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The French phrase "Il n'y a pas de quoi"

Are you ready to find out all the things you ever wanted to know about the basic French phrase "Il n'y a pas de quoi"? To be more precise, it includes a complete guide of what it is and how to use it in a normal conversation with an audio example. But that's not all, we also added some useful informations like slow pronunciation audio, dialogue example, synonyms and more!

French to English translation

  • Translation : You're welcome

  • Register : Neutral - Basic

Pronunciation example



  • IPA : / il nj‿ a pa də kwa /

aesthetic french quote pas de quoi

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What does it mean exactly?


The literal meaning is: "There is nothing to thank me for / There is no reason to thank me"

In fact, "Il n'y a pas de quoi" and its shorter version "Pas de quoi" are used quite often in daily life and are some of the most popular ways to express "You are welcome" in French. The most classic way is "De rien", so if you have to keep in mind just one, use "De rien" which will work in every situation.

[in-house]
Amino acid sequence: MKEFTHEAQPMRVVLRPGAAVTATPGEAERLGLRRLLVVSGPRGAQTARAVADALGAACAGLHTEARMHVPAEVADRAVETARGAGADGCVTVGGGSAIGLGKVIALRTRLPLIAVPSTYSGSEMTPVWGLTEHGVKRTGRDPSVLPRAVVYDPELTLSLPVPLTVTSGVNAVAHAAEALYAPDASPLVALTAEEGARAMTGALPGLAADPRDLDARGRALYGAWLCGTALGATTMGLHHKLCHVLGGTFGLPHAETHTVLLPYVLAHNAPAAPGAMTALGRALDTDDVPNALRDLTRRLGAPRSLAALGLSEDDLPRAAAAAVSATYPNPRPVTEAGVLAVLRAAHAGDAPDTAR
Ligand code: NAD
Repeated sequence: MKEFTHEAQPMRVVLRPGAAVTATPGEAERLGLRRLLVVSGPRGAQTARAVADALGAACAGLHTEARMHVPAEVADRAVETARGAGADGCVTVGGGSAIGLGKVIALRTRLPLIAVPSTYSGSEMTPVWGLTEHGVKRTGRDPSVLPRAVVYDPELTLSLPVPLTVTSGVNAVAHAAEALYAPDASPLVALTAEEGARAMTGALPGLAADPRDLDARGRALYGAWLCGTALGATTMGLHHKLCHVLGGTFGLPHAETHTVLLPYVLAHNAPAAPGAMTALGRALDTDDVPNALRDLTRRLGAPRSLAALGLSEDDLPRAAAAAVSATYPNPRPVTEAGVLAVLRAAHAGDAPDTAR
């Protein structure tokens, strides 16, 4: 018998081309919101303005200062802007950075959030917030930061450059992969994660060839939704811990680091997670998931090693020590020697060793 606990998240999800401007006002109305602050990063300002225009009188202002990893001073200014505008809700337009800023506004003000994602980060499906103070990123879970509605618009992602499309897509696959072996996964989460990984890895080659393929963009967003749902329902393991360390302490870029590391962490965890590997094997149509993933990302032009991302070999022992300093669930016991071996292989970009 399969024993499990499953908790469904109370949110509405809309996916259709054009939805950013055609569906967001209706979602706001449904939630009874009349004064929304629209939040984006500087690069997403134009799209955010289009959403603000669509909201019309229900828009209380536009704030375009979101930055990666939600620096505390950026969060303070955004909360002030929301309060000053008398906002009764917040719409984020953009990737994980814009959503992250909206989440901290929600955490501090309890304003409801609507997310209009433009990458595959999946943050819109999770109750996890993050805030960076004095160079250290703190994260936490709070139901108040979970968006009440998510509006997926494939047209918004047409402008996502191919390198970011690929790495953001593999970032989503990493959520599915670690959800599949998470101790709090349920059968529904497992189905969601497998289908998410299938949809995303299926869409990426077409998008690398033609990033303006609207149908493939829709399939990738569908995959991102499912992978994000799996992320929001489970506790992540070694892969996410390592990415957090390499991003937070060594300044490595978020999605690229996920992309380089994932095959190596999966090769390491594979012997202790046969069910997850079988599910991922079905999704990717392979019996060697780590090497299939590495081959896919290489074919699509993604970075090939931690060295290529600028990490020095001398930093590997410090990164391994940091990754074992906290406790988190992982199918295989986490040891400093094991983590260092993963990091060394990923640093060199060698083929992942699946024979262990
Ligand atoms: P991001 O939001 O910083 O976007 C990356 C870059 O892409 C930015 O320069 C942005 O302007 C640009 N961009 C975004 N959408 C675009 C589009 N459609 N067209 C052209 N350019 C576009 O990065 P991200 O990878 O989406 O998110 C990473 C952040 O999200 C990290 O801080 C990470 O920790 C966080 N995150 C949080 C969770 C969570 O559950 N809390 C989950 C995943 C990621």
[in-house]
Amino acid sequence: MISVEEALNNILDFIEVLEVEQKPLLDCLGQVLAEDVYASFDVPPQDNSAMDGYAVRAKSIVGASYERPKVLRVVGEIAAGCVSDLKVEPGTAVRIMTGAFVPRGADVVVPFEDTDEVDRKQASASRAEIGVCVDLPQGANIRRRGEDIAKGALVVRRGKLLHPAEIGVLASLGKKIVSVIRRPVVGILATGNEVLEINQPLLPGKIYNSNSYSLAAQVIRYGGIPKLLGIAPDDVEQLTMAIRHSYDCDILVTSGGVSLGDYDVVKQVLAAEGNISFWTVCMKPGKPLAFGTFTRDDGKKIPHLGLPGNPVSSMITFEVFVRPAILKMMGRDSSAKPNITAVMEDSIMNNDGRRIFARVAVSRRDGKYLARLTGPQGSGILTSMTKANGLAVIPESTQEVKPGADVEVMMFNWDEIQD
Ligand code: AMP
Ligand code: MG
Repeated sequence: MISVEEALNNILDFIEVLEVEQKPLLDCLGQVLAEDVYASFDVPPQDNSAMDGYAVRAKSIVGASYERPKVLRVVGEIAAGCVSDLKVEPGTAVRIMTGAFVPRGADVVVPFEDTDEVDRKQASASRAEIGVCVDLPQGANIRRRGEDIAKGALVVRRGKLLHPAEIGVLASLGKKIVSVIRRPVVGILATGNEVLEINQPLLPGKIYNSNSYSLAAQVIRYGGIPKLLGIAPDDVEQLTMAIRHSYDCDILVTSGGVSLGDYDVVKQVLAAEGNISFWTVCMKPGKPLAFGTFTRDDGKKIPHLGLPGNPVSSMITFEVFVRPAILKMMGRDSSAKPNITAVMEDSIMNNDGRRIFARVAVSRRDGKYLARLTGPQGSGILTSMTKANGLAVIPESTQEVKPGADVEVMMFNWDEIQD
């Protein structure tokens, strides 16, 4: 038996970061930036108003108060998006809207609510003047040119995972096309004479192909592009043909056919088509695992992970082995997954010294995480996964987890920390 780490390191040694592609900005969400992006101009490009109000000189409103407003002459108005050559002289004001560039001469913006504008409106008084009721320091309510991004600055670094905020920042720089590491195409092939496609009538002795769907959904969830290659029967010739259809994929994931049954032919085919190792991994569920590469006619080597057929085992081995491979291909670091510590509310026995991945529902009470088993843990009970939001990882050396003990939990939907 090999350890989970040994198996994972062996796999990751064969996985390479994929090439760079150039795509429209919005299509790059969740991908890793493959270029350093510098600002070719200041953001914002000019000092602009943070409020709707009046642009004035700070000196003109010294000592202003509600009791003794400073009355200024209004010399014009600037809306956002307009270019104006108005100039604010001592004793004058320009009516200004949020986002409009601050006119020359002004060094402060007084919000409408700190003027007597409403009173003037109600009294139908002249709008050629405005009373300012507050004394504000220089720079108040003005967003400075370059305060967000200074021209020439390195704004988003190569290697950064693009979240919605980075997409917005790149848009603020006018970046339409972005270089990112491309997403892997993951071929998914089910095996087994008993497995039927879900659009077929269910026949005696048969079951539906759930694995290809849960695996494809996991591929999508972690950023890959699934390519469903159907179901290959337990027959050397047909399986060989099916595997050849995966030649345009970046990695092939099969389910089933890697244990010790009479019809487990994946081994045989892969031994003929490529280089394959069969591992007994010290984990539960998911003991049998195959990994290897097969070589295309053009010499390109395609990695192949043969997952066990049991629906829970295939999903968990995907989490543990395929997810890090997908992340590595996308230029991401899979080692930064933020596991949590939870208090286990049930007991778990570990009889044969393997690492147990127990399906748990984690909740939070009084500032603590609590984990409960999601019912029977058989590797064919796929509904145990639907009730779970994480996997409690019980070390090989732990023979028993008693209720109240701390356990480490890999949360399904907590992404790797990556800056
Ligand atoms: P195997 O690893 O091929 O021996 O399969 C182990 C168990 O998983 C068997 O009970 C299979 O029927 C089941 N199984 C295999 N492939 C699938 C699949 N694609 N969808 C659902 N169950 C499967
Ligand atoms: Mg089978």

Let's see a few examples!

How to use it

A very basic example: you do something for someone and the person says: "Merci" (Thank you). Then you answer: "De rien" (You are welcome) or "Avec plaisir" (My pleasure) or "Il n'y a pas de quoi" (No reason to thank me)

But now let's take the same situation and change it a little. The person who says "Merci" is your boss and you want to show some extra respect while saying "You are welcome", so you can use instead: "Avec plaisir" (With pleasure) or "Je vous en prie" ("I beg of you").

Another case: the person is now your sibling/family or a close friend. No need to be formal anymore, right? So you can use instead: "C'est rien" (That's nothing) or "Pas de quoi" (No reason to thank me) or "T'inquiète" (Don't worry) or "Pas de souci" (No worry).

Finally, imagine you think you don't deserve the "Thank you" or you think the other person is actually the one to thank. In this case you can use an expression to redirect the "Merci" toward the other person.

Examples: "C'est moi qui te remercie" → "No, I am the one who thank you" (Informal) or "C'est moi qui vous remercie" (Formal). Other options would be: "Tout le plaisir est pour moi" → "All the pleasure is for me" (Neutral) or "Merci à toi/vous" → "Thanks to you". (Informal/Formal)

Check the variations below to find the most appropriate ones regarding your situation!


In France, the variations you can use are:

In other French-speaking countries, you can also use:

Example in a dialogue with French audio


Bonne fête Maman !

Happy Mother's Day!

Merci, c'est gentil

Thank you, that's sweet

Il n'y a pas de quoi

You're welcome

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